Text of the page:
09/05/2017 10:32 BST | Updated 09/05/2017 10:32 BST

The 'Cure' For Depression? Er... Talk, Talk, Talk

As many of you will know I've written extensively on this subject. My own experience being a heavy and unspoken cloud of depression, which engulfed me both before and more so after the suicide of my brother thirteen years ago.

It was something that for many reasons I refused to speak about or at times even acknowledge. One of the reasons was that I didn't want my parents to have to worry about me as well, after losing their eldest son. Another reason was that I was determined to be strong for those around me. Another was that having seen how suicide destroys a family, I absolutely knew I would never allow myself to feel so low that I didn't feel life was worthwhile. Until I did.

Many of us have spent year upon year feeling alone and excluded, unable to share the things that go on within our own minds. And the difficulty as I see it, has been the fact that we have been trapped - alone - with the very thoughts that we yearn to escape.

My experience of depression has always been a feeling of looking inside myself and finding nothing of value. Wherever I look - my family, my relationships, my job, my house, my life, the world - I find nothing there for me. It's like wearing a long grey coat over your clothes each day of your life. You pass the mirror and all you see is grey. Each time you pass, you look, hoping to see a little bit of the colour you wear beneath, but it's not visible. And over time, this becomes a perpetual cycle whereby eventually you stop looking. You already know that there is no colour in your life, all you ever find is greyness. Darkness.

For years I didn't speak about it at all. I didn't want people contradicting my view on life, after all, I should know how I am feeling. The dark feelings grew and grew. Like a balloon inflating inside me, filled with unspoken thoughts, the pressure was enormous.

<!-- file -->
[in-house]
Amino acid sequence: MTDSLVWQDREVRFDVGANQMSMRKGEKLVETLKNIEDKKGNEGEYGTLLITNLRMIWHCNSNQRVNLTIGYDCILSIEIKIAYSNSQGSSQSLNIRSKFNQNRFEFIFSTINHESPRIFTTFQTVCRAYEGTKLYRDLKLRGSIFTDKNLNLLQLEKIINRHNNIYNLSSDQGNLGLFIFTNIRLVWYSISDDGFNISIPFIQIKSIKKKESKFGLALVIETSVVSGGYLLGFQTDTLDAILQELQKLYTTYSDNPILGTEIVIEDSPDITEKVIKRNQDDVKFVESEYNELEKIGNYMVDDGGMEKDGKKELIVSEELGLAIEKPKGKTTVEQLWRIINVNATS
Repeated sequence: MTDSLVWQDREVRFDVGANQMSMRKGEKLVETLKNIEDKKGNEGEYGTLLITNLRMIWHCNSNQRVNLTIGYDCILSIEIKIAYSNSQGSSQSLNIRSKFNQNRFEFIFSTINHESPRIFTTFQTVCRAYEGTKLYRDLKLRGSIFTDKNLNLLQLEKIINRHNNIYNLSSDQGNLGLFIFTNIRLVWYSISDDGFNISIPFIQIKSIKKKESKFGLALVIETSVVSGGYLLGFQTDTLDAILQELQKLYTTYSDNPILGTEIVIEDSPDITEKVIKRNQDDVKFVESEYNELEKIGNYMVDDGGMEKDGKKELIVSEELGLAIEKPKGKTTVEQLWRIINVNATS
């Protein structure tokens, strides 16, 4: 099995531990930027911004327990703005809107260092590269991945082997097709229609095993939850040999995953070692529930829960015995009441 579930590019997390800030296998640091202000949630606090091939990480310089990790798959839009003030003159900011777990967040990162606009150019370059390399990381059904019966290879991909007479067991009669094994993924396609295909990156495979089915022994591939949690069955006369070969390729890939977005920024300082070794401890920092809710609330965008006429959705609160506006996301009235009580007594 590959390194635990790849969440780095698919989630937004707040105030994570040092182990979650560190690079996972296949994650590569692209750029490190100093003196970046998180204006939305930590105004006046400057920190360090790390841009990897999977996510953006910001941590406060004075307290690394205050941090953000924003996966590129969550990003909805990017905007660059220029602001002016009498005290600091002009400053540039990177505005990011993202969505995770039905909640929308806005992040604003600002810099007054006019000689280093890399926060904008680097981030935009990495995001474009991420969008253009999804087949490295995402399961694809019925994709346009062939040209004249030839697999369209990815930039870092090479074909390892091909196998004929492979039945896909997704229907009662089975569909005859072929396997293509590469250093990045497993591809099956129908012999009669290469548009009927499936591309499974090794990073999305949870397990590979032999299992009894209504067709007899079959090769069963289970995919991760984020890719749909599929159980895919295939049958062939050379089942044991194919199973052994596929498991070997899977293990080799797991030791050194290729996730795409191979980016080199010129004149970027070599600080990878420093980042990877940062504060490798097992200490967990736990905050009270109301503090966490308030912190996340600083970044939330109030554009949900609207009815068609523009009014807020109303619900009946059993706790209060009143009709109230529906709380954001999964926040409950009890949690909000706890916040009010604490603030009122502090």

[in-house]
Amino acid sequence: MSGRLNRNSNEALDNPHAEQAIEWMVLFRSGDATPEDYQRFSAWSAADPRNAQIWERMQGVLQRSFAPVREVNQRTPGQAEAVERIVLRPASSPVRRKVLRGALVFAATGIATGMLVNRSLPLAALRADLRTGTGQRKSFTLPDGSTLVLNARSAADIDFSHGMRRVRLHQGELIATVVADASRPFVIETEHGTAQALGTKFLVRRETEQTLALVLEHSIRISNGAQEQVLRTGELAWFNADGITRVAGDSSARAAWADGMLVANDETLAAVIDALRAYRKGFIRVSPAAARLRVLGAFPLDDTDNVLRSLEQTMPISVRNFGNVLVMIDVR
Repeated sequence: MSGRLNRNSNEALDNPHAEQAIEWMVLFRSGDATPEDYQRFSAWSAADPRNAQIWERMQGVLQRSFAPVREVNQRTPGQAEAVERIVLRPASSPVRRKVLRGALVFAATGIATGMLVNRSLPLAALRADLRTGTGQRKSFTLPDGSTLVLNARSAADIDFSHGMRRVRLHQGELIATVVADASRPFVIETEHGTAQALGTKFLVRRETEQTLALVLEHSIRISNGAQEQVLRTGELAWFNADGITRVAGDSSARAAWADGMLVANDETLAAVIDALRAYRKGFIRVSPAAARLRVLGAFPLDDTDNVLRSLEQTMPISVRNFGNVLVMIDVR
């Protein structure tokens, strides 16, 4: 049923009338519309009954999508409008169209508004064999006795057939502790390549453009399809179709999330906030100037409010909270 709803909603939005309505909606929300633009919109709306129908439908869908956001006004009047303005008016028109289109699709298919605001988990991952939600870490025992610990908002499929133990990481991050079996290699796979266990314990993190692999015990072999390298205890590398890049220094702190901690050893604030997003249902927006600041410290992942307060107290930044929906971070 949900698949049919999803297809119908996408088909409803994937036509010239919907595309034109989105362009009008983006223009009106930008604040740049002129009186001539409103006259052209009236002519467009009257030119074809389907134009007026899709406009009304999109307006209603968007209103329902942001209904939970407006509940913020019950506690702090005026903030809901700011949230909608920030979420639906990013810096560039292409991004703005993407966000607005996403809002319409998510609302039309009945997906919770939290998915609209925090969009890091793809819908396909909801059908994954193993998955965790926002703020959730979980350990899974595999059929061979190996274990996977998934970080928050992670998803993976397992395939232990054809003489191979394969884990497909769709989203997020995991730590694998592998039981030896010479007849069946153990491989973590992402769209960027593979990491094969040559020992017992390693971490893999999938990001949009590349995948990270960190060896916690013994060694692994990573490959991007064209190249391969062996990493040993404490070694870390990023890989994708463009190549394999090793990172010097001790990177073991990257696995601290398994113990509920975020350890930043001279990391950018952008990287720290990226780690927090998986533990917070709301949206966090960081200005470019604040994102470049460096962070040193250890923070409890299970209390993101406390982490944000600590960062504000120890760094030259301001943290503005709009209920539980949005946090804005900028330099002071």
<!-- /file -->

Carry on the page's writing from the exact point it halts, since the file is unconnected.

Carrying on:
Suicide is the biggest killer of men between 20 and 49. It eclipses traffic accidents, heart disease and even cancer. It was only when I really felt like there was no other way out that I made one last choice: I would at least tell people how I was feeling so if I disappeared they'd understand. Something my brother was unable to do.

I sought help. After all, I needed to prepare and I'd try out my thoughts with a therapist. I began to talk, slowly and tentatively at first. It was difficult, but not as bad as I thought. I began to release the thoughts that I had kept inside for twenty years. Thoughts I'd stored for fear of embarrassment or rejection or just to try and protect the feelings of others. And over time, as I began to speak to my friends and family, I was surprised that some of the things I dared to say that I thought were unique to me, were feelings that had also been experienced by people I knew.

I was not alone. If people I knew had experienced these things, just imagine how many people worldwide had. When I began to view it this way, I realised that I was far from alone.

Over time (and with the help of professional assistance) the pressure slowly began to reduce and the balloon inside me began to deflate. I could feel it physically. An internal pressure reducing. The reason for the phrase "a weight off your mind". But it all began with that first release. Those first words to say that something was wrong. Mental health is woefully misunderstood but we do have people who will listen. Strangers at the other end of the phone who will listen all day every day if it helps.

And it will.

And all I can recommend is even in your very darkest hour, you have nothing else to lose by at least pushing those first few words out and relieving that seemingly insurmountable pressure.